Monthly Archives: May 2014
Do not ask for love unless you’re ready to be healed enough to give and receive love.
Do not ask for joy unless you’re ready to feel and release your pain, so you can feel joy.
Do not ask for success unless you’re ready to conquer the behaviors that would sabotage success.
Wouldn’t it be nice if we could imagine ourselves having or becoming – and then immediately receiving – what we wanted? We can have and be the good things we want. All good things are ours for the asking. But first, groundwork – preparation work – must be done.
A gardener would not plant seeds unless the ground was adequately prepared to nurture and nourish those seeds. The planting would be wasted effort. It would be wasted effort for us to get what we wanted before we were ready.
First, we need to become aware of our need or desire. This may not be easy! Many of us have become accustomed to shutting off the inner voice of our wants, needs, and desires. Sometimes, life has to work hard to get our attention.
Next we let go of the old programming: the behavior and beliefs that interfere with nurturing and nourishing the good. Many of us have strong sabotaging programs, learned from childhood, that need to be released. We may need to act as if for a while until the belief that we deserve the good becomes real.
We combine this process with much letting go, while we are being changed at the core.
There is naturalness to this process, but it can be intense. Things take time.
Good things are ours for the asking, if we are willing to participate in the work of groundbreaking. Work and wait.
Today, God, give me the courage to identify the good I want in my life and to ask for it. Give me also the faith and stamina I need to go through the work that must be accomplished first.
SO important to know this.
Personally, I have a shit-ton of shame around having poor self-validation skills 😦
“The only person you are destined to become is the person you decide to be.”
―Ralph Waldo Emerson
Change is hard to deal with. Needless drama can be addictive. Relationships take a lot of work. In a nutshell, when it comes to working hard to achieve a substantial life goal of any kind – earning a degree, building a business, fostering a relationship, raising a family, becoming more mindful, or any other personal achievement that takes time and commitment – one thing you have to ask yourself is:
“Am I willing to spend a little time every day like many people won’t, so I can spend the better part of my life like many people can’t?”
Think about it. We ultimately become what we repeatedly do. The acquisition of knowledge doesn’t mean you’re growing – growing happens when what you know changes how you live.
And isn’t it funny how day by day nothing changes, but when you look back everything is different? That’s the power of daily rituals.
Here are twelve daily rituals for long-term happiness and success:
1. Exercise your integrity.
Living with integrity means: Not settling for less than what you are capable of. Communicating clearly and asking for what you want and need from people. Speaking your truth, even when others judge you for it. Behaving in ways that are in harmony with your morals and values. Making choices based on what you believe, and not what others believe. And, of course, always doing the right thing, even when it’s hard, and even when nobody’s going to know whether you did it or not.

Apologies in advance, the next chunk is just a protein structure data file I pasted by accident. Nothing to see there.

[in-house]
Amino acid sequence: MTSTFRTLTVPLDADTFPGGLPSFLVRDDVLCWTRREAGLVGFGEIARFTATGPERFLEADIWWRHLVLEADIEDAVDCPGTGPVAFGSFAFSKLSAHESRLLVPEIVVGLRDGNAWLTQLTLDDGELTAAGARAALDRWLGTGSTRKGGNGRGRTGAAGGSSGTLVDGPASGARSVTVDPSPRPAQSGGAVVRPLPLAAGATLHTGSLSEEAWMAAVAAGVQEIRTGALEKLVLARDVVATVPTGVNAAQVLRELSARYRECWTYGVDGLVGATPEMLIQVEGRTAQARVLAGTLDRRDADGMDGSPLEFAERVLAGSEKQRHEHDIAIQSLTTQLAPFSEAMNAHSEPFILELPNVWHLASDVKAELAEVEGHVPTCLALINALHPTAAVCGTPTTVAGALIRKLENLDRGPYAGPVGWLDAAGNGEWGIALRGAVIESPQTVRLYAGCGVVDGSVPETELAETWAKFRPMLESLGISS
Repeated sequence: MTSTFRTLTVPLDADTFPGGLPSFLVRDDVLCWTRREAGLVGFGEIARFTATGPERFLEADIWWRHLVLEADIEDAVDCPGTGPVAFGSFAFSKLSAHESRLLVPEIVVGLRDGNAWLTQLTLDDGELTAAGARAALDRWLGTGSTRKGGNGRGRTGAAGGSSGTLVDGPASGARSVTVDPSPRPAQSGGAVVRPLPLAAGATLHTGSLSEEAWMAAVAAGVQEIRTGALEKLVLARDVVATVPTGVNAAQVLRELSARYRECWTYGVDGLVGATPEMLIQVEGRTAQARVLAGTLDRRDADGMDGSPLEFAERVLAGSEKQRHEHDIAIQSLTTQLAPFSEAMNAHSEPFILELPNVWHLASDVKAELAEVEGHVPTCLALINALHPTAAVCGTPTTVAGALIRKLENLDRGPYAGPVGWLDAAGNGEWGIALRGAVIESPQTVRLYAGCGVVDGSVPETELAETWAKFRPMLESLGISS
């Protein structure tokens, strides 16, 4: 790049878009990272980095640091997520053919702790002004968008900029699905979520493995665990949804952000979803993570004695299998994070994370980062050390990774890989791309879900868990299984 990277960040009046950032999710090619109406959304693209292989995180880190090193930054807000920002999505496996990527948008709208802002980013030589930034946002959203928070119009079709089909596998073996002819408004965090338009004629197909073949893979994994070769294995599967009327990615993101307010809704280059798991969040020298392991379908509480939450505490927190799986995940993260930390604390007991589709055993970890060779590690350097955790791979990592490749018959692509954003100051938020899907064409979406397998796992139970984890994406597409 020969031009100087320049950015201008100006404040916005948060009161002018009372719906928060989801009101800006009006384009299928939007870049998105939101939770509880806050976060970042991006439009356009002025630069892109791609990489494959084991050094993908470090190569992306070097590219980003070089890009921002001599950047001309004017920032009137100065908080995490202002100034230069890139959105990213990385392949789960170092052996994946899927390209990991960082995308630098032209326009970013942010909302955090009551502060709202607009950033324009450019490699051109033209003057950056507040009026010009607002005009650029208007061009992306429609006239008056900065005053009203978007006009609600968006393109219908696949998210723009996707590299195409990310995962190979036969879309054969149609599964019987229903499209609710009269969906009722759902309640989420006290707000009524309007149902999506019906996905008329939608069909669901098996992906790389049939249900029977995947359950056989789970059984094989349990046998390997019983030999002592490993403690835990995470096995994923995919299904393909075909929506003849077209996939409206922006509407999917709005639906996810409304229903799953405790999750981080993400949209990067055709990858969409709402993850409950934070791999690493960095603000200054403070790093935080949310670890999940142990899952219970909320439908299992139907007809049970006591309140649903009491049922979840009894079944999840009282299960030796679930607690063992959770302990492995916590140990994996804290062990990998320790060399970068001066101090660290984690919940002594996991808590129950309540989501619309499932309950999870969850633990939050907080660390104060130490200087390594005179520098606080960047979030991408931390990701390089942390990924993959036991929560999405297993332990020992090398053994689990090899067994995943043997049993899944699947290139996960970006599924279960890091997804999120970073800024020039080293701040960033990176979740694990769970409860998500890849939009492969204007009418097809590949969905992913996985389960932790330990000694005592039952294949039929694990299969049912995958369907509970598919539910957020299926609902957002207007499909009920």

2. Steer clear of drama and those who create it.
There comes a time in life when you have to let go of all the needless drama and the people who create it. Staying out of other people’s drama is an incredibly effective way to stress less and smile more.
A good rule of thumb: If you can’t say it to their face, you shouldn’t say it behind their back. As Eleanor Roosevelt once said, “Great minds discuss ideas, average minds discuss events, and small minds discuss people.” Life is much too short to waste time talking about people, gossiping, and stirring up drama that has no substance. If you don’t know, ask. If you don’t agree, say so. If you don’t like it, speak up. But never judge people behind their back.
3. Replace judgment with encouragement.
No one truly knows what they will do in a certain situation until they are actually in it. Yes, it’s very easy to judge someone else’s actions by what you assume your own actions would be if you were in their shoes. But you only know what you THINK you would do, not what you WOULD do.
The truth is, we tend to judge others by their actions and ourselves by our ideals. So do your best to catch yourself when this happens. Remember that when we judge or criticize another person, it says nothing about that person, and everything about our own need to be critical.
Bottom line: We have enough critics in this world. Be an encourager. You’ll see why.
4. Be positive and spend time with positive people.
Happiness is not the absence of problems, but the ability to deal with them. Raise your awareness to your own inner strength and positivity. You are in charge of how you react to the people and events in your life. You can either give negativity power over your life, or you can choose to be positive instead by focusing on the great things that are truly important. So talk about your blessings more than you talk about your problems. Just because you’re struggling doesn’t mean you’re failing. Every great success requires some kind of worthy struggle to get there.
In addition, do your best to spend more time with positive people and less time with negative ones. People that deliberately doubt, judge and disrespect you are not worth your long-term time and attention.
5. Make new choices as needed, rather than letting old ones make you.
You don’t get to choose if you get hurt in this world, but you do have some say in who and what hurts you. After all, who we ultimately become depends, in part, on who and what we let into our lives. So don’t just settle for relationships and situations that have proven to be unworthy. Exercise your right to choose differently.
Be the hero of your life, not the victim. You may not control all the circumstances that happen to you, but you can decide not to be continuously reduced by the same ones.